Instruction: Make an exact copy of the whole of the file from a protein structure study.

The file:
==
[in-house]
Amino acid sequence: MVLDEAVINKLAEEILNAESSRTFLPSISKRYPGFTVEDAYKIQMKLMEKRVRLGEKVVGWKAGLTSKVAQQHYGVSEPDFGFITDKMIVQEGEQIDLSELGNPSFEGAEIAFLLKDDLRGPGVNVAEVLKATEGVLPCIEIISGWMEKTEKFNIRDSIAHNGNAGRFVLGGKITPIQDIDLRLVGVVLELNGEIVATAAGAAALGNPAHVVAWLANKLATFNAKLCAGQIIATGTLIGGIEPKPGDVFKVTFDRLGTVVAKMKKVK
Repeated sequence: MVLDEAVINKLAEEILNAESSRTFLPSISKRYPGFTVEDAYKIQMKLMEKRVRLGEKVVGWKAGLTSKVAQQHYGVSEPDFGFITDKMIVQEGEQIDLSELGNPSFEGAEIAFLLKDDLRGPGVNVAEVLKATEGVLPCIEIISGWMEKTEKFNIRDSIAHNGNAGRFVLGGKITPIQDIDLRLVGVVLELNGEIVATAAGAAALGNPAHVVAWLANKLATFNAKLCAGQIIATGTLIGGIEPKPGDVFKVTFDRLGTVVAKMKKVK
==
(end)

[in-house]
Amino acid sequence: MVLDEAVINKLAEEILNAESSRTFLPSISKRYPGFTVEDAYKIQMKLMEKRVRLGEKVVGWKAGLTSKVAQQHYGVSEPDFGFITDKMIVQEGEQIDLSELGNPSFEGAEIAFLLKDDLRGPGVNVAEVLKATEGVLPCIEIISGWMEKTEKFNIRDSIAHNGNAGRFVLGGKITPIQDIDLRLVGVVLELNGEIVATAAGAAALGNPAHVVAWLANKLATFNAKLCAGQIIATGTLIGGIEPKPGDVFKVTFDRLGTVVAKMKKVK
Repeated sequence: MVLDEAVINKLAEEILNAESSRTFLPSISKRYPGFTVEDAYKIQMKLMEKRVRLGEKVVGWKAGLTSKVAQQHYGVSEPDFGFITDKMIVQEGEQIDLSELGNPSFEGAEIAFLLKDDLRGPGVNVAEVLKATEGVLPCIEIISGWMEKTEKFNIRDSIAHNGNAGRFVLGGKITPIQDIDLRLVGVVLELNGEIVATAAGAAALGNPAHVVAWLANKLATFNAKLCAGQIIATGTLIGGIEPKPGDVFKVTFDRLGTVVAKMKKVK